They were forced then to rely on a method of data scraping developed by Northeastern University that uses the companies’ public apps to learn about vehicle movements.

Elliot Martin, a research engineer at the University of California Berkeley’s Transportation Sustainability Research Center, who was not connected to the study, said its methodology was rigorous.

“I think that they did a good job of trying to draw comparisons, to look at what would have happened in a world where TNCs didn’t exist versus where they did exist,” he said, adding the methodology was the “best available” given the amount of information.


Despite the findings, ride-hailing isn’t all bad, said co-author Joe Castiglione of the SFCTA.

“They are providing services like helping people move around in the evening when transit isn’t great, or assisting the visually impaired,” he told AFP.

The trick, he said, was to determine “how (to) manage the positive benefits without the negative externalities” through new policies like congestion pricing or curbside regulation. Stephen Goldsmith, director of Data-Smart city solutions at Harvard, and the former mayor of Indianapolis, agreed.


“There’s no love lost today between most cities and Uber, but there’s a lot of customer loyalty, which makes it difficult for cities to cut back too much.”

Report typos and corrections to: [email protected]. Send news tips to: [email protected].
Continue Reading

Breaking Banner

Cop says Alexandria Ocasio-Cortez should be shot following Trump’s racist targeting of The Squad



Following racist attacks on members of The Squad by President Donald Trump and his supporters, a police officer in Louisiana reportedly said that one of the congresswomen of color should be shot.

Trump has been lashing out at the four first-term congresswomen, who include Representatives Alexandria Ocasio-Cortez (D-NY), Ilhan Omar (D-MN), Ayanna Pressley (D-MA), and Rashida Tlaib (D-MI).

"A Gretna police officer posted a comment on his Facebook page this past week calling U.S. Rep. Alexandria Ocasio-Cortez a 'vile idiot' who 'needs a round, and I don't mean the kind she used to serve,'" NOLA reported Saturday.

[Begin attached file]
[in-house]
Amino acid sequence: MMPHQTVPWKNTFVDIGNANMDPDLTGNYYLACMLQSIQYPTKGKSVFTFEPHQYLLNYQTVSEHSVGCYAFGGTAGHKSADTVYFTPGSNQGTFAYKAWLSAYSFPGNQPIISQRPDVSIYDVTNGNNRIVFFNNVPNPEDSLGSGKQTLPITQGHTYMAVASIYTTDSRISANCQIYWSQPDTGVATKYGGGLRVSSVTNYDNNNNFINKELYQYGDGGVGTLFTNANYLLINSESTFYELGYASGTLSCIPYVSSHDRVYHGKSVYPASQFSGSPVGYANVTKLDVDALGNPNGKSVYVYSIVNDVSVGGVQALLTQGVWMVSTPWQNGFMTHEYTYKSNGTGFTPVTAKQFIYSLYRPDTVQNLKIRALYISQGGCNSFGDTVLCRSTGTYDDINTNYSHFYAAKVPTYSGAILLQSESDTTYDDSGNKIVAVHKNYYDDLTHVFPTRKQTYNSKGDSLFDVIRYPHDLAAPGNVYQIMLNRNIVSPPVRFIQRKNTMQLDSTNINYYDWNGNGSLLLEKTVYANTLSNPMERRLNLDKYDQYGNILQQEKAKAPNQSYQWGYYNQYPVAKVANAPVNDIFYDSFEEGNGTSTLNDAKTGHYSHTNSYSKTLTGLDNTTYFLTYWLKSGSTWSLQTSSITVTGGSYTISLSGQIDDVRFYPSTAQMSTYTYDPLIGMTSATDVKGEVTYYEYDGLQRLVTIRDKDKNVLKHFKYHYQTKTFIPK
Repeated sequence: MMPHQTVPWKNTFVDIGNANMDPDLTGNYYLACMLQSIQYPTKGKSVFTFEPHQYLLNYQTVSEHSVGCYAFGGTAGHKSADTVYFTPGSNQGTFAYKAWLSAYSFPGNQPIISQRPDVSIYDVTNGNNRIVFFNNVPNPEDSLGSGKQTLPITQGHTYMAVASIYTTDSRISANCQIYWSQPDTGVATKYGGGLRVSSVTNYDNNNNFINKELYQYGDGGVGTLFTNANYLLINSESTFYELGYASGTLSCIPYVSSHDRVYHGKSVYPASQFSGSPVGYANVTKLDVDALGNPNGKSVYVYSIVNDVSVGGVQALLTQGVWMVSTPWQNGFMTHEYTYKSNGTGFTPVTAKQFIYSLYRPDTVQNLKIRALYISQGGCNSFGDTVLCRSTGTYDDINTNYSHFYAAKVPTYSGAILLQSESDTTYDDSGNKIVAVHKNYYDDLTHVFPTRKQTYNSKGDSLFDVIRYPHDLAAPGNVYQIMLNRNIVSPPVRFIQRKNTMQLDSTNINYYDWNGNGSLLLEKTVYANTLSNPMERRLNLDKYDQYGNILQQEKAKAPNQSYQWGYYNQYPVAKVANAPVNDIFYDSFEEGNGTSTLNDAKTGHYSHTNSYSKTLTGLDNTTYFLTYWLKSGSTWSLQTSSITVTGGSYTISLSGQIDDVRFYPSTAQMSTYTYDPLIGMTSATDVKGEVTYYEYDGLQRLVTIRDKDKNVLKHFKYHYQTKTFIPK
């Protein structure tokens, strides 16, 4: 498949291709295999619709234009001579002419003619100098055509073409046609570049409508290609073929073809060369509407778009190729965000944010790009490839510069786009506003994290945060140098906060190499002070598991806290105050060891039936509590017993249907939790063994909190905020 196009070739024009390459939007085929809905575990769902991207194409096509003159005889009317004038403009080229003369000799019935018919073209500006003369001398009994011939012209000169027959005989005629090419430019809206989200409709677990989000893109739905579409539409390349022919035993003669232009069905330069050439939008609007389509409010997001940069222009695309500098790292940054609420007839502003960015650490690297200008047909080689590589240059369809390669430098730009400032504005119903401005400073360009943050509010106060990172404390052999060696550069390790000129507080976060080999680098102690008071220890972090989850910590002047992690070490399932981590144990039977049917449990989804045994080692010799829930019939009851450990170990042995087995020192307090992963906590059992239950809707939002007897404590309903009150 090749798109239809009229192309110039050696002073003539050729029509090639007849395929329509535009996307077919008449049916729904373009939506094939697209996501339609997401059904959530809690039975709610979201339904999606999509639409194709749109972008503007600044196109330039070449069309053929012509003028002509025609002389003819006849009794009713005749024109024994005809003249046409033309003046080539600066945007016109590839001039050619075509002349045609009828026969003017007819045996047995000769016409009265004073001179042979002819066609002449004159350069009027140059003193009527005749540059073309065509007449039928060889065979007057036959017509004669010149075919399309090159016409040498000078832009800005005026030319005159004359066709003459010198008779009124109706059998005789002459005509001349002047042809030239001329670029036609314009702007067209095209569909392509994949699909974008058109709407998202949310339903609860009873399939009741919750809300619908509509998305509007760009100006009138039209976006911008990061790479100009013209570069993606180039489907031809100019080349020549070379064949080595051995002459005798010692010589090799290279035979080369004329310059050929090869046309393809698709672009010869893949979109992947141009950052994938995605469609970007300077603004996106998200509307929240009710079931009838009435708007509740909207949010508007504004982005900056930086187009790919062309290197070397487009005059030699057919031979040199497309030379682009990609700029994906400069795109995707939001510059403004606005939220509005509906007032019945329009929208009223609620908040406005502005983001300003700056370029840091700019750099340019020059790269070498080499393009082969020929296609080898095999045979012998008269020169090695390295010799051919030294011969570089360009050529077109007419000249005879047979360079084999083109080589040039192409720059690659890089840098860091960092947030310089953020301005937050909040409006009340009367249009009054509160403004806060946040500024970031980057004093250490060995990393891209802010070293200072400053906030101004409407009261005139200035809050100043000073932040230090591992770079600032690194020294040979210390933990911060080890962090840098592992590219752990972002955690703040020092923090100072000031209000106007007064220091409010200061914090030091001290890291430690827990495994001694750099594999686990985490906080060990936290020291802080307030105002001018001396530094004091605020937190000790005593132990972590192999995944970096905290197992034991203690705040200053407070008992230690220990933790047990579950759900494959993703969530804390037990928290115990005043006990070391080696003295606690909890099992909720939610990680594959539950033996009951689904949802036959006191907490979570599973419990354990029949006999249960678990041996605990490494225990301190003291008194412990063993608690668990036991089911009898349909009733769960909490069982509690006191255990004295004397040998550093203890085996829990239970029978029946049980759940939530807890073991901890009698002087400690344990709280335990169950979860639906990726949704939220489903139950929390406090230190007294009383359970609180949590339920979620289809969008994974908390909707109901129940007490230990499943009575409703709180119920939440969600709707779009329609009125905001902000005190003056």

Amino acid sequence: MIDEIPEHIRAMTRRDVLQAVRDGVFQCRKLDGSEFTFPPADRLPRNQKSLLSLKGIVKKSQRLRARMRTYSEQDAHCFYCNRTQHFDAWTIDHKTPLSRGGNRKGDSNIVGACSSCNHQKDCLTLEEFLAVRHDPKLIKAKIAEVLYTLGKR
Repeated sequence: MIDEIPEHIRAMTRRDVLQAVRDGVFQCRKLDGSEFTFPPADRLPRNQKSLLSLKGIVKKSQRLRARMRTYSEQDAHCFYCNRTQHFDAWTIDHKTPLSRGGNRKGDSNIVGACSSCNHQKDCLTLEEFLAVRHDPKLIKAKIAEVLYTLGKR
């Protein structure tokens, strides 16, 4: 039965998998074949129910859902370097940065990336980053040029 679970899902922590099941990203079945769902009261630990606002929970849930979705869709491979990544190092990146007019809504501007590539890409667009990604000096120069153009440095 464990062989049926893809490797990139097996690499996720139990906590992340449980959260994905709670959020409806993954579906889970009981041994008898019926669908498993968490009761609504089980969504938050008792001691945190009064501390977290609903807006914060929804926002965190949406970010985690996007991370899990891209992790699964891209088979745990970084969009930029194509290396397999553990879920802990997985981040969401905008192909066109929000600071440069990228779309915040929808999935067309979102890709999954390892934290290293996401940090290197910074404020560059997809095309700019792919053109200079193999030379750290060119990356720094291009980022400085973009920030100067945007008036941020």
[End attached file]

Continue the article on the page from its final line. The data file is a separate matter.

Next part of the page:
Continue Reading

Breaking Banner

Internet piles on ABC reporter for lavishing praise on Trump for allowing press to ask questions



ABC News reporter Kyra Phillips on Saturday heaped praise on President Donald Trump for his treatment of the press.

Despite the White House no longer holding daily press briefings, Phillips praised the "access" she receives from the administration.

"No matter what your politics are, I have to say that I appreciate the access ?Trump? gives us on a regular basis and the ability to ask any question," she said.

She tagged Stephanie Grisham in her tweet, who is Trump's latest press secretary. She also tagged her husband, John Roberts, who does not work in the White House, but works for Fox News.

Continue Reading


‘Trump wants to start a race war’: Ex-advisor alleges his campaign planned ‘Send her Back’ chants



President Donald Trump is attempting to start a race war in America, a long-time advisor declared on MSNBC on Saturday evening.

Omarosa Manigault Newman was interviewed by Donny Deutsch on "Saturday Night Politics."

"You said could it happen here? It is happening here," Newman told Deutsch.

"As a woman of color watching him attack those four women, it made it very clear that Donald Trump is a clear and present danger to our democracy," she said.

"And everyone has been kind of tiptoeing what this actually is. Donald Trump wants to start a race war in this country and it started at that rally — it started with the tweets," she said.

Continue Reading

Copyright © 2019 Raw Story Media, Inc. PO Box 21050, Washington, D.C. 20009 | Masthead | Privacy Policy | For corrections or concerns, please email [email protected]

Join Me. Try Raw Story Investigates for $1. Invest in Journalism. Escape Ads.